ZAPPED: Mikayla McGuire, 12, received an electric shock in a sewing class at school after unplugging a sewing machine.
ZAPPED: Mikayla McGuire, 12, received an electric shock in a sewing class at school after unplugging a sewing machine. Mike Richards GLA030217SHOCK

Student claims to be electrocuted at a Gladstone high school

A 12-YEAR-OLD girl was sent to hospital after claiming to be electrocuted at school earlier today during a home economics class.

Mikayla McGuire was sent to Gladstone Hospital after she said she received an electric shock to her arm while packing up her sewing machine.

The Gladstone State High School Year 8 student claimed she was unplugging her sewing machine when she was electrocuted.

"I pulled the plug out of the wall and got a shock all through my arm," Mikayla said.

"It felt like I had been hit ... I had a sick feeling, like throwing up."

Mikayla said the whole class was evacuated and the teacher sent her to first aid where an ambulance was called.

A Queensland Ambulance Service spokeswoman said they received a call at 11.34am of a patient reportedly receiving an electric shock who was then transported in a stable condition to Gladstone Hospital.

"I wasn't feeling well and had heart monitors and when I got to the hospital they did some tests," Mikayla said.

"The doctors put probes on me and told me it's electricity running through my body and it's normal for my eyes to hurt."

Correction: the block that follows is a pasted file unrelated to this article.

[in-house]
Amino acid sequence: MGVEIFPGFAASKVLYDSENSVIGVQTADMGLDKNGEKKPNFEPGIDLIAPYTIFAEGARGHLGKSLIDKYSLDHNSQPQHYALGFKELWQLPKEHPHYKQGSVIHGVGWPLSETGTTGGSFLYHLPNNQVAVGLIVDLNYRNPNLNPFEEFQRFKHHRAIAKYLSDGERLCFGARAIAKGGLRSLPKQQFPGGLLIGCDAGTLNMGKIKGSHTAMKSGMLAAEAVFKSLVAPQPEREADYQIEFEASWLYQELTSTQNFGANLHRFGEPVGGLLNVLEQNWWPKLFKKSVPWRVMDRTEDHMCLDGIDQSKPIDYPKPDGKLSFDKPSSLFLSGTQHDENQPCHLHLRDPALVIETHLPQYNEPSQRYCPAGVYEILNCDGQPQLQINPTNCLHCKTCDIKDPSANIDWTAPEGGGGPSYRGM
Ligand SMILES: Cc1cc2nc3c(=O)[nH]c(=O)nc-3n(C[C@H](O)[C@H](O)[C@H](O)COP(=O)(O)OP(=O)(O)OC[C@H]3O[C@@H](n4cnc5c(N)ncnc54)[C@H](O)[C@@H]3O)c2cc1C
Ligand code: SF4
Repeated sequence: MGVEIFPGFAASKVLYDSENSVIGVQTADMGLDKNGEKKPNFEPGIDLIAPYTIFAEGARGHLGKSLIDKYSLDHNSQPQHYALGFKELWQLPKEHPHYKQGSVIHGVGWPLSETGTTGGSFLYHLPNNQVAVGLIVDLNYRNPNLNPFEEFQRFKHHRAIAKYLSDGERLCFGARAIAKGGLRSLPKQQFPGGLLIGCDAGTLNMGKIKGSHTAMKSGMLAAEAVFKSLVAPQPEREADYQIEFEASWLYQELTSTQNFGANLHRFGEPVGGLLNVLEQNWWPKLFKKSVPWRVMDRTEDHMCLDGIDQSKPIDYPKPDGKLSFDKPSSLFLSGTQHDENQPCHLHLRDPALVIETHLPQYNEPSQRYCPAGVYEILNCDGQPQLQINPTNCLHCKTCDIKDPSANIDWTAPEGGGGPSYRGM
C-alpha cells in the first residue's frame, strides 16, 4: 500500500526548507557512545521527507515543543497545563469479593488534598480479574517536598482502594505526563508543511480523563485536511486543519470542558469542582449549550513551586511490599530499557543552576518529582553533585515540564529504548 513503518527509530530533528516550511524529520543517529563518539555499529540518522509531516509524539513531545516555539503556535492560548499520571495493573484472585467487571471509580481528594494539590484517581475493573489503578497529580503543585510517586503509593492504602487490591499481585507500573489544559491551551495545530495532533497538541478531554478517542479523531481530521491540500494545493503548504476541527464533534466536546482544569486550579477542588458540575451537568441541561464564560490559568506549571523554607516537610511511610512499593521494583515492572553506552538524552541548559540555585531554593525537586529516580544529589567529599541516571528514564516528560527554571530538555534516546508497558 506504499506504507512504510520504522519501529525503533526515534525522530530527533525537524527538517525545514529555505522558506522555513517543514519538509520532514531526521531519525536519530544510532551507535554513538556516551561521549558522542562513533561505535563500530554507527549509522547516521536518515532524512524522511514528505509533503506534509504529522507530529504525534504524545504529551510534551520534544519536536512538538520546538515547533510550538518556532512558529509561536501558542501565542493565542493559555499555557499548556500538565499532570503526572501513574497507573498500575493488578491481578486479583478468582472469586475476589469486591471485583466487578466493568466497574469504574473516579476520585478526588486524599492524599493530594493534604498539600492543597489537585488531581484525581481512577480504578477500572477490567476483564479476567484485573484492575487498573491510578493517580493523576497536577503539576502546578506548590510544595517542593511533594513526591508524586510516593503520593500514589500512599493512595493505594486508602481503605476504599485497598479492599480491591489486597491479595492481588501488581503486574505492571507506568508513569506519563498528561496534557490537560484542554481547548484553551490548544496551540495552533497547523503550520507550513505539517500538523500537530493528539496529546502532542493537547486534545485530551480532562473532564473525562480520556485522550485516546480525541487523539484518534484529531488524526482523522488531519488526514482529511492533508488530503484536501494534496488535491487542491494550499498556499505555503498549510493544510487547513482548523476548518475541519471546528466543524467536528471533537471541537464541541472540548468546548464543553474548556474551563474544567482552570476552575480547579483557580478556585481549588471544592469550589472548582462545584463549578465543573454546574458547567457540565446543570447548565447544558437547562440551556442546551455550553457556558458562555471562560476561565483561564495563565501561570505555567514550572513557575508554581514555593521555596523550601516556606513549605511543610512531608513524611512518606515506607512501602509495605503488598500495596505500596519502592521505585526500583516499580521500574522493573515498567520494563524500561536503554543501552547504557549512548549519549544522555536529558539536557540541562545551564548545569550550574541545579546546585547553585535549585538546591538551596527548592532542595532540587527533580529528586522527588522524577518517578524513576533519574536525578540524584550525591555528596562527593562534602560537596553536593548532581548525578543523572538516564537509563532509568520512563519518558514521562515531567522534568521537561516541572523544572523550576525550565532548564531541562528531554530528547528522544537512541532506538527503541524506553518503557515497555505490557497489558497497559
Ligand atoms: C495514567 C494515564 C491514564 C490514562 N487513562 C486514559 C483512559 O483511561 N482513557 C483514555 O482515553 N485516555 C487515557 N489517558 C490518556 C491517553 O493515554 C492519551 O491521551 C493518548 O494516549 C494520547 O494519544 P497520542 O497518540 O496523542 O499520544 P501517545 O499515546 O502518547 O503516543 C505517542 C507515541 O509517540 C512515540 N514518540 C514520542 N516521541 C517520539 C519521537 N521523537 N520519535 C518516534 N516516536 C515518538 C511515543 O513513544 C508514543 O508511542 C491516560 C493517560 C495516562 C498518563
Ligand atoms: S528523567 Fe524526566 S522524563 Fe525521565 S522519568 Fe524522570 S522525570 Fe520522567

A Gladstone electrician, who did not want to be named, said the most dangerous thing about electric shocks was what the electricity could do to the body.

"The most dangerous part is what it can do to rhythm of the heart," he said.

"It can actually damage the heart and knock it out.

"If you're getting hit with (a large shock) you will have serious burns and organs will be cooked ... it depends on the voltage and what passes through the body."

The Year 8 student said it was her first lesson in home economics and she was surprised at how far had gotten sewing the bag.

"All I remember is the shock through my left arm, through my middle finger. I felt it through to my shoulder, all tingly," Mikayla said.

Mikayla's father claimed his son was electrocuted in the same room two years ago.

"He was electrocuted in cooking class from unplugging the pan from the wall," Mr McGuire said.

"They're working on the building (Mikayla's) in too, refurbishing the building and it's the same building my son was electrocuted in."

The Gladstone electrician said without seeing what happened, the cause of the possible electrocution could have potentially been the sewing machine.

"I'd say the sewing machine may have been at fault. You know when you pull out a plug and you find the insulation of cable is pulled back and the copper is exposed," he said.

The Department of Education and Training (DET) spokesperson said the building was declared off-limits to students after the electric shock.   

"Ergon Energy carried out an investigation to identify a possible cause. However, Ergon Energy was not able to locate any power leakage or electrical fault," the DET spokesperson said.

Mr McGuire said the children were cooking or sewing in this room and this could have happened to anyone's kids.

"I'm really upset, not very happy about it," he said. "It could happen to anyone."  

A Department of Education and Training spokesperson said Gladstone State High School had contacted Queensland Government facilities personnel for testing.

Gladstone High was contacted and referred The Observer to the Department of Education and Training.
 



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